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Over the last few years container technology has gained greatly in popularity and been adopted by large enterprises, SMEs and startups alike. Due to its many benefits, for newly developed applications, container technology is the obvious choice. It brings many advantages to enterprise IT such as platform independence, efficient resource usage, simple deployment, rapid scaling and more. As more and more organizations adopt and rely on container technology for critical applications, ensuring their stability, availability and resiliency is a must. and how to set them up in an optimal and resilient manner. If containers are not deployed and configured according to guidelines and best practices, the result may very well be unplanned service disruption and even outages.
Unknown dependencies: One of the key challenges in avoiding single points of failure
Containers represent an additional layer of abstraction of the infrastructure. With more abstraction, agility and dynamic workload changes, it becomes a greater challenge to identify dependencies between an application and virtual and physical infrastructure. Without understanding the dependencies, an IT organization may very well deploy an application in a way that hides single points of failure. For example, IT may believe an application is being deployed across multiple failure domains when, in fact, it is running in just a single failure domain. A set of containers running a given application may be configured in such way that they depend on a single region, single host, single blade, single enclosure, single switch or other component – either because it was initially configured that way or because “things shifted during the flight.” The implication of such hidden misconfigurations is that the application will suffer downtime when a single infrastructure component or service fails. Clearly, this is unacceptable to enterprise organizations. One of the ways to avoid such single points of failure is to set up pod anti-affinity rules; care must be taken to correctly set up rules to ensure that containers are never placed in such way that results in an application outage risk.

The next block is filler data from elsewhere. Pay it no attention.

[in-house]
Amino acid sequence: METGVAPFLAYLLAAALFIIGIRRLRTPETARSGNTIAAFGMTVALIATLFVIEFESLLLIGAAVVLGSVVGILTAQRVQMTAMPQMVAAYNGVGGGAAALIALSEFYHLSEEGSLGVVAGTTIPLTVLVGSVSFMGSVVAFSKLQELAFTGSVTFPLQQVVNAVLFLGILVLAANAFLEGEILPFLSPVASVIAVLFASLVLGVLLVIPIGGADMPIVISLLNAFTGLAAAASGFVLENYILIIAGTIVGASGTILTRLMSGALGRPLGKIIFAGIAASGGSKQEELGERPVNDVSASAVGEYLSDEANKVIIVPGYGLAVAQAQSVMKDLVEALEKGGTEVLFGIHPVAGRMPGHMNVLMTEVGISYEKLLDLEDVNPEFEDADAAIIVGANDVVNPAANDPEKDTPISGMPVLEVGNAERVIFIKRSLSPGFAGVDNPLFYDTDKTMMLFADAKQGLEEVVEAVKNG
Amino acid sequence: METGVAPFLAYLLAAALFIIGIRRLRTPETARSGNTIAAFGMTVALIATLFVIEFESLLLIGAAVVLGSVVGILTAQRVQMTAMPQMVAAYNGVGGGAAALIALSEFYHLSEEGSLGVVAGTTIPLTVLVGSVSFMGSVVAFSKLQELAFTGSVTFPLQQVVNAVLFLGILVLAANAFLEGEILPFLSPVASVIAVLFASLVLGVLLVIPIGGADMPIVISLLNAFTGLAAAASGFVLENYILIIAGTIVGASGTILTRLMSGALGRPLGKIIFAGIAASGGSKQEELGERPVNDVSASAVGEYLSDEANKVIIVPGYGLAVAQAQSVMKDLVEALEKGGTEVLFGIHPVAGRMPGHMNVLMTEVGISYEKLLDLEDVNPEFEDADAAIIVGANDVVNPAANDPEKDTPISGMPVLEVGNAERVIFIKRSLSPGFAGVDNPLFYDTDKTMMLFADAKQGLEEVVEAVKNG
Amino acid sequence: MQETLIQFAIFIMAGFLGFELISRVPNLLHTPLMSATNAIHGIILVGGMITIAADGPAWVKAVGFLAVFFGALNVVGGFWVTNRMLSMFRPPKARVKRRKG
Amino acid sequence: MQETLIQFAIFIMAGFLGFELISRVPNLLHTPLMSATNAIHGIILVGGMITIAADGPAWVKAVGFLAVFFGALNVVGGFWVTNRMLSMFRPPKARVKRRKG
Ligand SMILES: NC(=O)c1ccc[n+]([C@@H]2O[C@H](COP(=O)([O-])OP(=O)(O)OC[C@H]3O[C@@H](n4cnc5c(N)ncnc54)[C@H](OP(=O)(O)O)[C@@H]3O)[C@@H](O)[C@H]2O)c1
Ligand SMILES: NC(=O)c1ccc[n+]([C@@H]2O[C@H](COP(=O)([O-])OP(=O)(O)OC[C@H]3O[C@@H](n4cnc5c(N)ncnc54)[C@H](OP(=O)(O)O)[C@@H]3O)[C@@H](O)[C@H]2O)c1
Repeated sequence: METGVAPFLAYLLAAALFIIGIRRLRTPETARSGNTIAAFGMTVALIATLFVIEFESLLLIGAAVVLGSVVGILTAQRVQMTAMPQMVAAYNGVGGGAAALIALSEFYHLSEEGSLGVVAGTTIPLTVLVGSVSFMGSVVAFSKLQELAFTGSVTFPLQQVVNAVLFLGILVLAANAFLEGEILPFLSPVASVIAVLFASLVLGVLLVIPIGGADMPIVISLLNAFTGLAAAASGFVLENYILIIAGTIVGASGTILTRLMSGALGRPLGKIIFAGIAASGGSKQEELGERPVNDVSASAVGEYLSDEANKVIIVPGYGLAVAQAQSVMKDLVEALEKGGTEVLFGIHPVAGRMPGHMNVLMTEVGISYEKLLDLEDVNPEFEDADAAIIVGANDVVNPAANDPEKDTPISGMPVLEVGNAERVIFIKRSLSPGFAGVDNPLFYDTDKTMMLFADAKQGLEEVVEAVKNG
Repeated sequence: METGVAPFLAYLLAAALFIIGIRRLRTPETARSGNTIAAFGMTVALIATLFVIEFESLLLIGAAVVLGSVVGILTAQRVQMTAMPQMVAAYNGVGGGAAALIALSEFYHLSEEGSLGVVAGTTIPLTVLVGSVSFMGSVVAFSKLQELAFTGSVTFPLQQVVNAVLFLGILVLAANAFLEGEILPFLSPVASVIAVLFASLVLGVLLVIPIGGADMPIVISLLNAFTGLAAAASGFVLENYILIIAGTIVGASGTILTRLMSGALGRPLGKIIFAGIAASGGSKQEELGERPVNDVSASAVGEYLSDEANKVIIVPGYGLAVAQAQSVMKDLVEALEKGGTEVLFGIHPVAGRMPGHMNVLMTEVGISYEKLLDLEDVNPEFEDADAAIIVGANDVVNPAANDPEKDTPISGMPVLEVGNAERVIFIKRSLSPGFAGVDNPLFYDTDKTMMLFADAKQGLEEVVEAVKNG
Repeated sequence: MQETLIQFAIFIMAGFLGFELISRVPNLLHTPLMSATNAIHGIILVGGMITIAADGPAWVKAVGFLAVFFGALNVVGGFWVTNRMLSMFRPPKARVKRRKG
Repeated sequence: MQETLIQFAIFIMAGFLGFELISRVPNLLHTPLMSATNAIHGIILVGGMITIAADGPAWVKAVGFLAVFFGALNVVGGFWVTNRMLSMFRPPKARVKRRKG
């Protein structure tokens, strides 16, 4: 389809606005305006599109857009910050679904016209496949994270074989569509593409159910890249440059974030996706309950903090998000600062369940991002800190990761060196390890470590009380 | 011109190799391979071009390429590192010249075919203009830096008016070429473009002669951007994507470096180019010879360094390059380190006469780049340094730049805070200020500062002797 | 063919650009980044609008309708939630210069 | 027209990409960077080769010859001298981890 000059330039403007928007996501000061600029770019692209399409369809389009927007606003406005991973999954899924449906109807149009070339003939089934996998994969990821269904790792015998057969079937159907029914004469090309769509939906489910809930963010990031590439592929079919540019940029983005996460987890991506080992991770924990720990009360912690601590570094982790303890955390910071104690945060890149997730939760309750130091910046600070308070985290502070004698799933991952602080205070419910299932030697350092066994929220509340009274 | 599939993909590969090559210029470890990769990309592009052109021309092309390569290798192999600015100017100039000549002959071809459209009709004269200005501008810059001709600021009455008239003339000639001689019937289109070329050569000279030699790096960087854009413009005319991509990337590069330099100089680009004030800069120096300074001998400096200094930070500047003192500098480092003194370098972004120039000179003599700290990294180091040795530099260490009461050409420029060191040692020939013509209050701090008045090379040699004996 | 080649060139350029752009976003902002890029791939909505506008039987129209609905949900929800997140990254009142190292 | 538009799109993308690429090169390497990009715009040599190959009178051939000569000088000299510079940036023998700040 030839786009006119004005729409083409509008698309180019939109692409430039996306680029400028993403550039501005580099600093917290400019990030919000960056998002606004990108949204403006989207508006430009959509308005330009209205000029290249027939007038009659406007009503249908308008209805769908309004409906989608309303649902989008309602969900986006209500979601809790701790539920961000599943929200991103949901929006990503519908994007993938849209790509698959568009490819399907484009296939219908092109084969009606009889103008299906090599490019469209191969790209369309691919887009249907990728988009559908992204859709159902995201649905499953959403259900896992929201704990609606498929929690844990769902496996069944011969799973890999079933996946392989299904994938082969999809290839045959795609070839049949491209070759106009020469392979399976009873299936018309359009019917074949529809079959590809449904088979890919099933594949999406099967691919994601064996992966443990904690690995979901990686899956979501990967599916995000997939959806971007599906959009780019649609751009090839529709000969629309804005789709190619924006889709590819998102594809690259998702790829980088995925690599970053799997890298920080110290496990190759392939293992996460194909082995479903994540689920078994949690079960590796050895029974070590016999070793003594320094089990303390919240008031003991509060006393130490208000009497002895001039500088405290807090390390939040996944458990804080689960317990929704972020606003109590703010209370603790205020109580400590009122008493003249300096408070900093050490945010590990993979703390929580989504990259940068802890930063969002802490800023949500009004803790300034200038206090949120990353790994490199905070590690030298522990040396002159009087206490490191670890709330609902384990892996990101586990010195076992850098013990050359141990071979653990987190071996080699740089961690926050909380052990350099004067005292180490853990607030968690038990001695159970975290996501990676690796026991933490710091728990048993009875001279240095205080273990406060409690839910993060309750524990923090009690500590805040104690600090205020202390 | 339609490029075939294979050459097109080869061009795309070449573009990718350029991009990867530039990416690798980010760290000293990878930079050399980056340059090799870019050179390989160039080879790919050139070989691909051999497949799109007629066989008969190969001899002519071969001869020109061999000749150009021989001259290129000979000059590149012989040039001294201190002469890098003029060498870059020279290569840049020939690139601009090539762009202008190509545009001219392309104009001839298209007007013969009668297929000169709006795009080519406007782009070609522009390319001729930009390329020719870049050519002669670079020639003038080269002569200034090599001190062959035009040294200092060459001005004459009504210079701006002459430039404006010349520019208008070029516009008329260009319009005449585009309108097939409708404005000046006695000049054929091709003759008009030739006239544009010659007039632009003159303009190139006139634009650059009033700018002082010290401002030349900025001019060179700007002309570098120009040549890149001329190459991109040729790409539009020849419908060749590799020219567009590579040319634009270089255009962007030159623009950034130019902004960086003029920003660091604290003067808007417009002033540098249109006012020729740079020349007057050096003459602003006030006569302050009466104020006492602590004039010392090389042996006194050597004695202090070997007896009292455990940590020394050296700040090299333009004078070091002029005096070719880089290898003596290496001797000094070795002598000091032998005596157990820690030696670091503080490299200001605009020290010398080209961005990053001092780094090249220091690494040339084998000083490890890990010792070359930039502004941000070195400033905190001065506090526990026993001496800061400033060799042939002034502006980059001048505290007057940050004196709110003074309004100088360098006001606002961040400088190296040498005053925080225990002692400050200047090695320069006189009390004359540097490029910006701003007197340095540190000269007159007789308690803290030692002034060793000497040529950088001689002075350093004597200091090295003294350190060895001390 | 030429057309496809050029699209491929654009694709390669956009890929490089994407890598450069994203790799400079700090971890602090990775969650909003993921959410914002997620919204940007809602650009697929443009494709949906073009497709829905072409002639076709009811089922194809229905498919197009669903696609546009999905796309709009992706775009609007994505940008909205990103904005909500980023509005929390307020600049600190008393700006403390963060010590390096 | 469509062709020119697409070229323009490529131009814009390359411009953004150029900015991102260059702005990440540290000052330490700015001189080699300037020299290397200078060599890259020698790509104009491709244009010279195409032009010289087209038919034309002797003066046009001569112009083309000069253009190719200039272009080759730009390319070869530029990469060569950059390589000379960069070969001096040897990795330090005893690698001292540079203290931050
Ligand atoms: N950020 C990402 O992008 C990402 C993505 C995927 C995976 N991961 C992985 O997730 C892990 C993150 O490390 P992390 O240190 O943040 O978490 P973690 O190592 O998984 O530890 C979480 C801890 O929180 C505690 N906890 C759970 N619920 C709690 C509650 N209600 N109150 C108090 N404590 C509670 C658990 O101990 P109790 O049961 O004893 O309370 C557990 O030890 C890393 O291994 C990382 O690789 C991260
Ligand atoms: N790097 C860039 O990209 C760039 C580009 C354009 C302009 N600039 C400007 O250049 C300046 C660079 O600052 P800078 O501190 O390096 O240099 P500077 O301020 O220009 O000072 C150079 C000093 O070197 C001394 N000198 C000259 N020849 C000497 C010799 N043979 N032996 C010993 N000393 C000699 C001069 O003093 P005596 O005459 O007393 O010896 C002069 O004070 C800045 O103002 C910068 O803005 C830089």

Container Orchestration solutions must also be highly available
Another example is the dynamic management of containers, or what is known as container orchestration. Container orchestration solutions such as Kubernetes are critical to the resilience of the applications the containers host. Without Kubernetes, containers become stranded, unmanaged workloads – their health is not being monitored, failed containers are not restarted or relocated, not to mention that configuration management and scaling up functionality are unavailable. Thus, it’s essential that Kubernetes, or any other container orchestration system used, is itself resilient and highly available. Kubernetes components (such as etcd) should run as a multi-node cluster in production to avoid single points of failure and to be able to sustain a failure without losing data.
Containers have significant advantages, but the use of containers does not guarantee availability and resilience. Considering how dynamic IT environments have become, it is of utmost importance to continuously assess the quality of the configuration of the container environment, including dependent IT components. Considering the number of industry practices and how frequently they are updated, only ongoing and automated assessment is a viable solution.
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